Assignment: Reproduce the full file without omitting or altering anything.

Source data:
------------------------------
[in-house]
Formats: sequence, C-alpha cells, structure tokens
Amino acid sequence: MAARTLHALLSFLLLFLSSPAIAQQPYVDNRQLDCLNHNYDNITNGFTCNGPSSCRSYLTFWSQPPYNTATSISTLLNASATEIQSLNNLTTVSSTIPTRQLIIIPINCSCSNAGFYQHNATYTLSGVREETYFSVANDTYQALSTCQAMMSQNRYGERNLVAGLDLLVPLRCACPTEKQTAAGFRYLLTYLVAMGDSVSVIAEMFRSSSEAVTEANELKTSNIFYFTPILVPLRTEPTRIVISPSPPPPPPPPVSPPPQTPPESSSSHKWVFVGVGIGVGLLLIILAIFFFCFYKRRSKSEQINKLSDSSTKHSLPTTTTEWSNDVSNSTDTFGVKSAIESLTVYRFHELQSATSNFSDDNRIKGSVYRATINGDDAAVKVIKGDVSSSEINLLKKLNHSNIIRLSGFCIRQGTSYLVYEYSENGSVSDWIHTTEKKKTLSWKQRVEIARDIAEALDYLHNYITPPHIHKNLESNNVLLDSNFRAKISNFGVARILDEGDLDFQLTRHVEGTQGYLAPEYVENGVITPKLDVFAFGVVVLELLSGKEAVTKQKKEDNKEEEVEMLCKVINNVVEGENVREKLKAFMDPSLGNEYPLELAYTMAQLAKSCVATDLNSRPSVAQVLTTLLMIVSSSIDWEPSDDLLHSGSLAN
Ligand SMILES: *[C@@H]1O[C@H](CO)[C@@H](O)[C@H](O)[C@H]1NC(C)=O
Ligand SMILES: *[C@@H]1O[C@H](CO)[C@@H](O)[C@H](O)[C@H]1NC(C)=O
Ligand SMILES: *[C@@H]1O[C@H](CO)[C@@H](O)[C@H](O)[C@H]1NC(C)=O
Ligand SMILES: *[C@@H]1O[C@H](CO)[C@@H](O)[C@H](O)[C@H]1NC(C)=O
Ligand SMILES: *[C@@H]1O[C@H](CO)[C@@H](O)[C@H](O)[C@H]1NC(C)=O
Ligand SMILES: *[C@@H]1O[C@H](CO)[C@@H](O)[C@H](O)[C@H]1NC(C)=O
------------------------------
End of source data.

[in-house]
Formats: sequence, C-alpha cells, structure tokens
Amino acid sequence: MAARTLHALLSFLLLFLSSPAIAQQPYVDNRQLDCLNHNYDNITNGFTCNGPSSCRSYLTFWSQPPYNTATSISTLLNASATEIQSLNNLTTVSSTIPTRQLIIIPINCSCSNAGFYQHNATYTLSGVREETYFSVANDTYQALSTCQAMMSQNRYGERNLVAGLDLLVPLRCACPTEKQTAAGFRYLLTYLVAMGDSVSVIAEMFRSSSEAVTEANELKTSNIFYFTPILVPLRTEPTRIVISPSPPPPPPPPVSPPPQTPPESSSSHKWVFVGVGIGVGLLLIILAIFFFCFYKRRSKSEQINKLSDSSTKHSLPTTTTEWSNDVSNSTDTFGVKSAIESLTVYRFHELQSATSNFSDDNRIKGSVYRATINGDDAAVKVIKGDVSSSEINLLKKLNHSNIIRLSGFCIRQGTSYLVYEYSENGSVSDWIHTTEKKKTLSWKQRVEIARDIAEALDYLHNYITPPHIHKNLESNNVLLDSNFRAKISNFGVARILDEGDLDFQLTRHVEGTQGYLAPEYVENGVITPKLDVFAFGVVVLELLSGKEAVTKQKKEDNKEEEVEMLCKVINNVVEGENVREKLKAFMDPSLGNEYPLELAYTMAQLAKSCVATDLNSRPSVAQVLTTLLMIVSSSIDWEPSDDLLHSGSLAN
Ligand SMILES: *[C@@H]1O[C@H](CO)[C@@H](O)[C@H](O)[C@H]1NC(C)=O
Ligand SMILES: *[C@@H]1O[C@H](CO)[C@@H](O)[C@H](O)[C@H]1NC(C)=O
Ligand SMILES: *[C@@H]1O[C@H](CO)[C@@H](O)[C@H](O)[C@H]1NC(C)=O
Ligand SMILES: *[C@@H]1O[C@H](CO)[C@@H](O)[C@H](O)[C@H]1NC(C)=O
Ligand SMILES: *[C@@H]1O[C@H](CO)[C@@H](O)[C@H](O)[C@H]1NC(C)=O
Ligand SMILES: *[C@@H]1O[C@H](CO)[C@@H](O)[C@H](O)[C@H]1NC(C)=O